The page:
Genetic Test Can Tell If You Have a Higher Risk of Developing Cancer

Genetic tests allow us to find genetic predisposition to cancer and it was found that 5-10% of all cancer are caused by genetic mutations [1]. It helps to identify those people who are at increased risk of developing cancer due to family inheritance. The defective genes can be inherited from either one of parent.

One of the most important genes that attribute to cancer is TP53 gene which is responsible for most of the mutated genes in all cancer. It produces a protein called p53 which acts as a tumour suppressor. It regulates cell division and prevents the cells from growing in an uncontrolled manner. If there is DNA damage, p53 will instruct other genes to fix the damage. If the DNA cannot be repaired, p53 will prevent the cells from dividing and let the cells to undergo apoptosis. Hence, the damaged cells can be prevented from dividing and reduce the risk of cancer development [2]. The mutation of TP53 genes can cause the p53 not to function efficiently which can lead to DNA damage and damaged cells proliferation.

In breast cancer, BRCA1 and BRCA2 are two well-known genes that contribute to approximately 3-5% of breast cancers and 12-15% of ovarian cancer [3]. In a previous study, it was suggested that genetic test should be performed among breast cancer patients either newly diagnosed or high risk due to family history. The test should include at least BRCA1, BRCA2 and PALB2 genes, with other related genes [4]. On top of providing benefits to family members, it can also help the healthcare providers to provide risk reduction strategies and reduce the complications.

National Cancer Institute has provided a guideline on who should consider genetic testing for cancer risk. If you have a family history with cancer, you may consider doing the genetic tests because it is common for the cancer predisposition genes to run in the family members [5]. In addition to that, it is suggested to do the genetic test if the medical history of a person or family may suggest a hereditary cancer syndrome include:

  • Cancer was diagnosed at an unusually young age
  • Several different types of cancer occurred in the same person
  • Cancer in both organs in a set of paired organs, such as both kidneys or both breasts
  • Several first-degree relatives (the parents, siblings, or children of an individual) have the same type of cancer (for example, a mother, daughter, and sisters with breast cancer); family members with breast or ovarian cancer; family members with colon cancer and endometrial cancer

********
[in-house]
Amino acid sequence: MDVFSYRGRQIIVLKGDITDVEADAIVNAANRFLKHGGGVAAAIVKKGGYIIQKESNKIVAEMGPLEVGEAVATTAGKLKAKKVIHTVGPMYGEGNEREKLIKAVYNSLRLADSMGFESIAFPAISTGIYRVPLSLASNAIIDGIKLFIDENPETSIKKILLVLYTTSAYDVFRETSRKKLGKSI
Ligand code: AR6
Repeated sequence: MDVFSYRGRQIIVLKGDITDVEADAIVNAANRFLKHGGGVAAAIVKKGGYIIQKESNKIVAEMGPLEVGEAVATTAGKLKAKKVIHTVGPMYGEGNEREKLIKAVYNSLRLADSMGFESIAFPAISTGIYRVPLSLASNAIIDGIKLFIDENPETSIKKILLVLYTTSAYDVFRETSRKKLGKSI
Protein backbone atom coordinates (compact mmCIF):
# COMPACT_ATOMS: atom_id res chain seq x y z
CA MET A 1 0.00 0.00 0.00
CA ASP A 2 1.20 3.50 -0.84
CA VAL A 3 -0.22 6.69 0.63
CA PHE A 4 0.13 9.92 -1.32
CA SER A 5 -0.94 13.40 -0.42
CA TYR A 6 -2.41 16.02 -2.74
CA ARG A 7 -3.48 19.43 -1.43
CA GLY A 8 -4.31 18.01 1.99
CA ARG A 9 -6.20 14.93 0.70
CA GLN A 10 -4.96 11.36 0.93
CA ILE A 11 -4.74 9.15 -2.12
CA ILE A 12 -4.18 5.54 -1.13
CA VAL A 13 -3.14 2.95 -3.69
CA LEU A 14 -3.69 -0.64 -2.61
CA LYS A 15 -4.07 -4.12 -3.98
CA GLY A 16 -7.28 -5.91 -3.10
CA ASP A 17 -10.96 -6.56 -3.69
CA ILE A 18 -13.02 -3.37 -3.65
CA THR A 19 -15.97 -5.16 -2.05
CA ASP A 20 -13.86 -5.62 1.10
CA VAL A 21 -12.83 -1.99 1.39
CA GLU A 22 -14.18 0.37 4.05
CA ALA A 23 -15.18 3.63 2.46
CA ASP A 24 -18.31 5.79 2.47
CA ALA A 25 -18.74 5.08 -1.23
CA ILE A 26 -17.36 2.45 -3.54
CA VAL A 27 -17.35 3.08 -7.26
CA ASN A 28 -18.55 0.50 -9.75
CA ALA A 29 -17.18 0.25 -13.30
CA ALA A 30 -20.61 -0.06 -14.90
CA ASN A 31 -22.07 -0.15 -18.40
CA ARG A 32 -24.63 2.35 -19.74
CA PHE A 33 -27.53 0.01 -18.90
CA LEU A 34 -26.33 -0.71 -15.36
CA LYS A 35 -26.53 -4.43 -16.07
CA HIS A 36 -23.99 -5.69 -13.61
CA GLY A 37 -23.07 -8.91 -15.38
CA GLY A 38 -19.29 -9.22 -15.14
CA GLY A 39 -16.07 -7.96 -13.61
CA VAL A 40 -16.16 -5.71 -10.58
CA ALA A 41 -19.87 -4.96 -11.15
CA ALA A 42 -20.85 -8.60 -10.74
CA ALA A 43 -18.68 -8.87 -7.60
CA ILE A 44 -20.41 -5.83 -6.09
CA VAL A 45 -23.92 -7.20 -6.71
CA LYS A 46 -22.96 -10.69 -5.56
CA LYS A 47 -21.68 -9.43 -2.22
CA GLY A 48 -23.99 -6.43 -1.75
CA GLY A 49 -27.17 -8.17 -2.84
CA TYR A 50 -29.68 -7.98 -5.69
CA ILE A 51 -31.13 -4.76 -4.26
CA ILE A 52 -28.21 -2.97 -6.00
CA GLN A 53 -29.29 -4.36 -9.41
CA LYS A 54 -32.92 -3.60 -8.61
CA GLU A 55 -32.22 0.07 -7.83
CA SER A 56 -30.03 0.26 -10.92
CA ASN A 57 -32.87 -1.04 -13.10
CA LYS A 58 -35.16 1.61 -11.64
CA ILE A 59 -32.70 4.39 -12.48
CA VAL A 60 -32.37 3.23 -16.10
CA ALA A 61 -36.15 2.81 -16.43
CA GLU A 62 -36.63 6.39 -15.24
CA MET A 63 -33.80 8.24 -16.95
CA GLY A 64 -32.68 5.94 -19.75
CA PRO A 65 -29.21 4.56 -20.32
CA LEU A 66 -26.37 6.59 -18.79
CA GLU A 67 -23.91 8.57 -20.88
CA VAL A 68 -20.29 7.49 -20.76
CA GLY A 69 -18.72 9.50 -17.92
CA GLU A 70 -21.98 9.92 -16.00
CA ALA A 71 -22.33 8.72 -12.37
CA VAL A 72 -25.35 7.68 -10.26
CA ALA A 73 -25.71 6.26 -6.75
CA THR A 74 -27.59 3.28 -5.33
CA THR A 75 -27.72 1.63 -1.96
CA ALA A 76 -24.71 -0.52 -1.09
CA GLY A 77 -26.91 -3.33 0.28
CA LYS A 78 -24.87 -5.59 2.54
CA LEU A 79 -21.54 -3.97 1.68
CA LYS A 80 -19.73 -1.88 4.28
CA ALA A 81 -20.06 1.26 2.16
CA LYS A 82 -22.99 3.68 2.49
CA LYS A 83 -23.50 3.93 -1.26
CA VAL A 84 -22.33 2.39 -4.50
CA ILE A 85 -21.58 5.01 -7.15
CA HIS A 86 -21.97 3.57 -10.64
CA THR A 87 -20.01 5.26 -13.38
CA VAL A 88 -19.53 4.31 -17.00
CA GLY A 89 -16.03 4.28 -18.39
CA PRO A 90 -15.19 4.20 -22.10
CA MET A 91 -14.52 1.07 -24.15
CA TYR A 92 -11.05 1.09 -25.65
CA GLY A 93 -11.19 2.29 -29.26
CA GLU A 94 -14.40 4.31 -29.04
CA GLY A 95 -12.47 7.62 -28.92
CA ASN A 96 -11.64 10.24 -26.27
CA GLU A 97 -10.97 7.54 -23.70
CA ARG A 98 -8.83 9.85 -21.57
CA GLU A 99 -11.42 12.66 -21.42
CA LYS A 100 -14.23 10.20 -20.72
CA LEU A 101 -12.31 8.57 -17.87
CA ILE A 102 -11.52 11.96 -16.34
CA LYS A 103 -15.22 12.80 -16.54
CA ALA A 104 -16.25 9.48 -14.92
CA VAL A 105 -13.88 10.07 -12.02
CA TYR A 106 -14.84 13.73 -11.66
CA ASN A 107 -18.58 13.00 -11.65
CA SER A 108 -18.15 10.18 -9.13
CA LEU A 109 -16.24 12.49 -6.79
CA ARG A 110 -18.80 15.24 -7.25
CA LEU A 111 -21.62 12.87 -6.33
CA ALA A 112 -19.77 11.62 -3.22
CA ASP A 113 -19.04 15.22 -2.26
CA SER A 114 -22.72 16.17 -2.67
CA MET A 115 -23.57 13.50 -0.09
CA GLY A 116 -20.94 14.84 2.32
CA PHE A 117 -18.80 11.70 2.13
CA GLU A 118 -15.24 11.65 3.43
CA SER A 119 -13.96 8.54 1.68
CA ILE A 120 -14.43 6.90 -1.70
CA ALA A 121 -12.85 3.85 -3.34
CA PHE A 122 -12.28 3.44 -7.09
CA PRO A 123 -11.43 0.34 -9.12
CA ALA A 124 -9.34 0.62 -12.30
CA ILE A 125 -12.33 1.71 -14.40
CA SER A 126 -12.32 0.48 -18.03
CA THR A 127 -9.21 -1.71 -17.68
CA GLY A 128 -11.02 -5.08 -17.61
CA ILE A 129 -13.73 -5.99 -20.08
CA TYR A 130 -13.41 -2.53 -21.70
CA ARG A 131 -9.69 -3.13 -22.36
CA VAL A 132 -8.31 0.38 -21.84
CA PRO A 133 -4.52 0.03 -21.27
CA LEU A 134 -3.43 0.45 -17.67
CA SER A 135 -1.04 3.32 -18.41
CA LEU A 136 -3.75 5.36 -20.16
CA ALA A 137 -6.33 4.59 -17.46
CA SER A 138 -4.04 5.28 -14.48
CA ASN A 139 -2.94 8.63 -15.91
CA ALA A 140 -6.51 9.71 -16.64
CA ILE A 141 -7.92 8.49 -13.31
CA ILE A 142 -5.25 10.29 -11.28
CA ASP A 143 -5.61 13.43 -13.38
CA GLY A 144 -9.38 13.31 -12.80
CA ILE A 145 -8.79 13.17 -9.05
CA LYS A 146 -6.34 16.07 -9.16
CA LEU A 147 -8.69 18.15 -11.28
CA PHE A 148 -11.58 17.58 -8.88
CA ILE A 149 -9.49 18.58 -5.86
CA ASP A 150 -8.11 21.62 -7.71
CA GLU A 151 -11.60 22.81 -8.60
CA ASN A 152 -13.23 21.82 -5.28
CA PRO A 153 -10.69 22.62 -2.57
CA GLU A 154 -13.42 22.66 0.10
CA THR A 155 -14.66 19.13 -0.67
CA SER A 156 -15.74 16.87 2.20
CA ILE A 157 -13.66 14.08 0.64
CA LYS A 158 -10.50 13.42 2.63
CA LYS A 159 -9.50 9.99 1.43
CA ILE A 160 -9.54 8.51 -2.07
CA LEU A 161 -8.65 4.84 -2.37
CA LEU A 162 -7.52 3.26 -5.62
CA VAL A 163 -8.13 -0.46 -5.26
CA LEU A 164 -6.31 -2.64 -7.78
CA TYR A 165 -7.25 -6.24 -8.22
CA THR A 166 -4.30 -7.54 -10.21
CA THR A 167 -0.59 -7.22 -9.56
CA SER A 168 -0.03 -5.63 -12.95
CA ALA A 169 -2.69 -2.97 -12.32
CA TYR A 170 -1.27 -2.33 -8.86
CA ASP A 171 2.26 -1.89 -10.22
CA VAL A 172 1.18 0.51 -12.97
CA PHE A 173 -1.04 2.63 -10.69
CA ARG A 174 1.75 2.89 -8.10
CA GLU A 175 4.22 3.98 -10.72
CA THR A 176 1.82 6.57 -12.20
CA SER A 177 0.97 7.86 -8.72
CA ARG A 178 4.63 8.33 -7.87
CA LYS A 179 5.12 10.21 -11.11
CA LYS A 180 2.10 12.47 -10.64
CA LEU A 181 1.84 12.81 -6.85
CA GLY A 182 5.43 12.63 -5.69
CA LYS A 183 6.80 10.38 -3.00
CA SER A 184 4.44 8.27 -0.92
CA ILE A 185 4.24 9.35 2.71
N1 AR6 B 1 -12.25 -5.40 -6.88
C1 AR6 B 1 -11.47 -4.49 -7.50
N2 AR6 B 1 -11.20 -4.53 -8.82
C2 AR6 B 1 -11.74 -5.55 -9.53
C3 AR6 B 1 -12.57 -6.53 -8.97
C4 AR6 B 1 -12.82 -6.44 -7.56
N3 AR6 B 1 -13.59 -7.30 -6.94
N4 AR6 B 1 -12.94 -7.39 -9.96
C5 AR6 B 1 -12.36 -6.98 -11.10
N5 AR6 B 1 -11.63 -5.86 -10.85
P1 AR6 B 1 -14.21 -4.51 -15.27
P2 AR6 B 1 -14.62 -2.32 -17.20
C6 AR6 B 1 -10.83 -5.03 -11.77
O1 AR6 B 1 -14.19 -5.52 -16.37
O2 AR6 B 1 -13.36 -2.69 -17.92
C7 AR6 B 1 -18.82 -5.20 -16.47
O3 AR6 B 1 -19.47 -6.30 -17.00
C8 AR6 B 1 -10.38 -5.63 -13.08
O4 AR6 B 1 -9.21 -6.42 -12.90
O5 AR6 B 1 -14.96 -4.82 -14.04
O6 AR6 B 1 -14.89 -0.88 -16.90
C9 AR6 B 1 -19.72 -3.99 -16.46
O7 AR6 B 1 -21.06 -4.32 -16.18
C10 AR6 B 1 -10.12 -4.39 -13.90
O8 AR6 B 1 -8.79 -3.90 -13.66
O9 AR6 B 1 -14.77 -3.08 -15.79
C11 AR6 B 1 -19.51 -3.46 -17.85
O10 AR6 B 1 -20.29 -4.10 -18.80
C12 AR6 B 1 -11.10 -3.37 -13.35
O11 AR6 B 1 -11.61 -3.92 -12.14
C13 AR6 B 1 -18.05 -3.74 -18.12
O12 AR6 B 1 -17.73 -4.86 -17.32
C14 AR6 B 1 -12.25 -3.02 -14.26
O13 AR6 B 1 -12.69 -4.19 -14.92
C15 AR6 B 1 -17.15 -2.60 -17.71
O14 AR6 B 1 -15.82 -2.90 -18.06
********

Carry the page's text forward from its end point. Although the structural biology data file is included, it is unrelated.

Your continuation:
• Unusual cases of a specific cancer type (for example, breast cancer in a man)
  • The presence of birth defects that are known to be associated with inherited cancer syndromes, such as certain noncancerous (benign) skin growths and skeletal abnormalities associated with neurofibromatosis type 1.
  • Being a member of a racial or ethnic group that is known to have an increased risk of having a certain inherited cancer susceptibility syndrome and having one or more of the above features as well
  • Several family members with cancer

(Retrieved from National Cancer Institute)

However, not all people with family history with cancers will definitely develop cancer as there are many factors that can contribute to cancer such as lifestyle and environment factors including smoking, physical inactivity and eating unhealthy foods. If you are having a high risk of developing cancer, you are encouraged to consult your healthcare providers on cancer prevention.


  1. P. Anand et al., “Cancer is a Preventable Disease that Requires Major Lifestyle Changes,” doi: 10.1007/s11095-008-9661-9.
  2. “TP53 gene – Genetics Home Reference – NIH.” (accessed Sep. 07, 2020).
  3. Z. Kemp et al., “Evaluation of Cancer-Based Criteria for Use in Mainstream BRCA1 and BRCA2 Genetic Testing in Patients With Breast Cancer,” doi: 10.1001/jamanetworkopen.2019.4428.
  4. E. R. Manahan et al., “Consensus Guidelines on Genetic` Testing for Hereditary Breast Cancer from the American Society of Breast Surgeons,” Ann. Surg. Oncol., vol. 26, doi: 10.1245/s10434-019-07549-8.
  5. “Genetic Testing Fact Sheet – National Cancer Institute.” (accessed Sep. 14, 2020).

Leave a Reply